The ancient Romans wrote little, if any, poetry before about 250 B.C., and another hundred years passed before poetry was an acceptable literary form for people of high social standing. Like much of their culture and learning, Roman poetry arose from its Greek counterpart, and most Roman poets were greatly influenced by their Greek predecessors. Roman poetry also took the same general forms as Greek poetry. These forms included the epic*, the elegiac*, and the lyric*. In addition, the Romans established satire* as a literary form.


The earliest Roman poems were epics patterned after the works of the Greek poet Homer, who composed the Iliad and the Odyssey in the 700s B.C. Like Homer’s epics, the early Roman epics are long narratives* about heroes* and gods that retell important events of the past. Although epics continued to be written in Rome until about A.D. 100, the form underwent many changes. While some of these changes were the result of Greek influences, others were a reaction to political events that occurred in Rome.

Early Roman Epic. The first Roman epic was a Latin translation of the Odyssey in about 250 B.C.—the work of a slave named Livius Andronicus. Around the same time, the poet Naevius wrote an epic about the first Punic War. The best-known early Roman epic poet, however, was Quintus Ennius.

Most Romans considered Ennius the greatest of all Roman poets, and he was called the “father of Latin literature.” The Annales, written around 170 B.C., retold the story of the founding of Rome and its subsequent history. Ennius adapted the Latin language to dactylic hexameter*—the same meter* that Homer had used in his Greek epics. Ennius’s work was greatly admired, in part because it was so heavily influenced by the highly respected Greek poetry. Ennius had many imitators, including the statesman Cicero, who himself wrote three epics. However, Ennius had many critics as well, some of whom considered his verses very clumsy.

* epic long poem about legendary or historical heroes, written in a grand style

* elegiac sad and mournful poem

* lyric poem expressing personal feelings, often similar in form to a song

* satire literary technique that uses wit and sarcasm to expose or ridicule vice and folly

* narrative a descriptive account of events; a story

* hero in mythology, a person of great strength or ability, often descended from a god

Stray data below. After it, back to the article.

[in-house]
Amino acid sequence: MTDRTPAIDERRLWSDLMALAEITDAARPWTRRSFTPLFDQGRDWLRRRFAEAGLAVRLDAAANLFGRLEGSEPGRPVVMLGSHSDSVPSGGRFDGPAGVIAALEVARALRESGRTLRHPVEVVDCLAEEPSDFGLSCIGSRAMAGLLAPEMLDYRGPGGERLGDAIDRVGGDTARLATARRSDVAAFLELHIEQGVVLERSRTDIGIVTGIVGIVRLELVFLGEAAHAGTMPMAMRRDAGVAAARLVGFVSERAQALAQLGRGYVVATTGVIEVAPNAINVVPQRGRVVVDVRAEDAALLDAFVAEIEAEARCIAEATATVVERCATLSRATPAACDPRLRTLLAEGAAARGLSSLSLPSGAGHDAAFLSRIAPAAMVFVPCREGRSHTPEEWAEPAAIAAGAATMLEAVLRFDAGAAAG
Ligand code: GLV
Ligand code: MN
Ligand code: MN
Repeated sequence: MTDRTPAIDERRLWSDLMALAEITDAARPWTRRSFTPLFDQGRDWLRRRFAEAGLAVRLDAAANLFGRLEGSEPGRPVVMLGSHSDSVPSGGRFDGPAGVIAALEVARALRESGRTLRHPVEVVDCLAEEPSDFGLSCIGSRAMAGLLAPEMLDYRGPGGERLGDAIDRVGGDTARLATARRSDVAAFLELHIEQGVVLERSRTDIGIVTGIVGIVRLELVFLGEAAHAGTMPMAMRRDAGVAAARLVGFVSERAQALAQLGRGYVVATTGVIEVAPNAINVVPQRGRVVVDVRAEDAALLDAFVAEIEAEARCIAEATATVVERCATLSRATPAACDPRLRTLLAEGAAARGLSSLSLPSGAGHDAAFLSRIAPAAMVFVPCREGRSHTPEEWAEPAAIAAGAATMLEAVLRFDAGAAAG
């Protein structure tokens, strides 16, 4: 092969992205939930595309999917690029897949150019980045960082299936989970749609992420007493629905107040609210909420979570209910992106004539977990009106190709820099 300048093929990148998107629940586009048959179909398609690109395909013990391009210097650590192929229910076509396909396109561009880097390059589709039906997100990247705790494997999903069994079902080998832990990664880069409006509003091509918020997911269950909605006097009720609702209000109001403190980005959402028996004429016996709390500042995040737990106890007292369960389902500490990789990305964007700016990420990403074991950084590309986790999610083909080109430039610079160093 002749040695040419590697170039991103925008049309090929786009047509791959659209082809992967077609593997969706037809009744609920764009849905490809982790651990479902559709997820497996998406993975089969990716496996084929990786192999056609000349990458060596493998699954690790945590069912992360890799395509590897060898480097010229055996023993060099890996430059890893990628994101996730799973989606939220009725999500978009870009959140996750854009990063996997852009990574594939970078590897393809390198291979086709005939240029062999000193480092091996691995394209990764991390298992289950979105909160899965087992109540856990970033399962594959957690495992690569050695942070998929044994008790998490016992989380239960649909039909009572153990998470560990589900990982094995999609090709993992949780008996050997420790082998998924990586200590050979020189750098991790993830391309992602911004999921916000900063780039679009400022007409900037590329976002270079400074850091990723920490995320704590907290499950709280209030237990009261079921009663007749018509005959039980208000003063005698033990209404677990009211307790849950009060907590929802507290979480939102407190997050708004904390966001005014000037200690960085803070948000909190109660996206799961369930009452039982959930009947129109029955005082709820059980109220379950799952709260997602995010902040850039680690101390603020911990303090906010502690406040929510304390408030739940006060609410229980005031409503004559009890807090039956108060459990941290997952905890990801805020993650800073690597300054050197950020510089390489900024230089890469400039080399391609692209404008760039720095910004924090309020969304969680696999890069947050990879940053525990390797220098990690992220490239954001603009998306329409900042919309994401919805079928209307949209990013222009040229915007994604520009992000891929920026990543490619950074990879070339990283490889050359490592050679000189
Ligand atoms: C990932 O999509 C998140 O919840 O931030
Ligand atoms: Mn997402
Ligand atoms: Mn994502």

* dactylic hexameter line of verse that consists of a stressed syllable followed by two unstressed syllables (such as in the word passageway), repeated six times

* meter in poetry, a pattern of stressed and unstressed syllables

Around 60 B.C., the Neoterics, or “new poets,” dominated the literary scene. The Neoterics, who included the poets Catullus, Calvus, and Cinna, were influenced primarily by the Greek poet Callimachus, who had criticized the epic almost 200 years earlier. Like Callimachus, the Neoterics believed that learning, sophistication, and conciseness were more important to good poetry than a lengthy narrative. Because of their influence, no respectable poet wrote an epic for another generation or more, and the best poets completely rejected the form. Instead, they wrote epyllia, or short epic fragments, a poetic form that had been introduced by the Hellenistic* poets.

Augustan Epic. The end of the Roman Republic* and the rise to power of the Roman emperor Augustus led to a return of the epic. Augustus considered himself the new founder of Rome, and he encouraged Roman poets to celebrate his life and achievements in epic poetry. Some poets, including Horace, refused to write epics for Augustus, claiming that their talent and skill were no match for such a grand and important theme.

The poet Vergil undertook the challenge, and he wrote the greatest of all Roman epics, the Aeneid. Like earlier Roman epics, the Aeneid was heavily influenced by Homer. Vergil not only used Homer’s poetic form and techniques but also many of the same themes. The Aeneid was so good that no other Roman poet of Vergil’s time tried to match it, although many lesser epics were written by later poets.